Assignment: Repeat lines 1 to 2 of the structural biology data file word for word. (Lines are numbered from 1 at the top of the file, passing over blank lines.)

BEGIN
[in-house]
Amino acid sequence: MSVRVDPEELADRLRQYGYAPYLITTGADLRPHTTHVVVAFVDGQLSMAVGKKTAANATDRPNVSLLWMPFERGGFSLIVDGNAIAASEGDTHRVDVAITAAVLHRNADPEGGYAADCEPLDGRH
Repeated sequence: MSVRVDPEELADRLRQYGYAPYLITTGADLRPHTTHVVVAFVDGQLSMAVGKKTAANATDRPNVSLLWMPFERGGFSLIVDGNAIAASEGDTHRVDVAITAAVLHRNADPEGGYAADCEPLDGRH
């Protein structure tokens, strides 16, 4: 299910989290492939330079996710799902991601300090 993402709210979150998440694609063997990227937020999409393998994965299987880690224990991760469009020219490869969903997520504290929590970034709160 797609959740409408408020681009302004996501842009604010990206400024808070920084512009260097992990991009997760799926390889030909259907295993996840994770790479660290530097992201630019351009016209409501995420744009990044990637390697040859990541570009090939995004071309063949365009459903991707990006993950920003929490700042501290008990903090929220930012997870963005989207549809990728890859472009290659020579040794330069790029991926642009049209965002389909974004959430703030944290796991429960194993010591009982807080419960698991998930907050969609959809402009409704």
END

[in-house]
Amino acid sequence: MSVRVDPEELADRLRQYGYAPYLITTGADLRPHTTHVVVAFVDGQLSMAVGKKTAANATDRPNVSLLWMPFERGGFSLIVDGNAIAASEGDTHRVDVAITAAVLHRNADPEGGYAADCEPLDGRH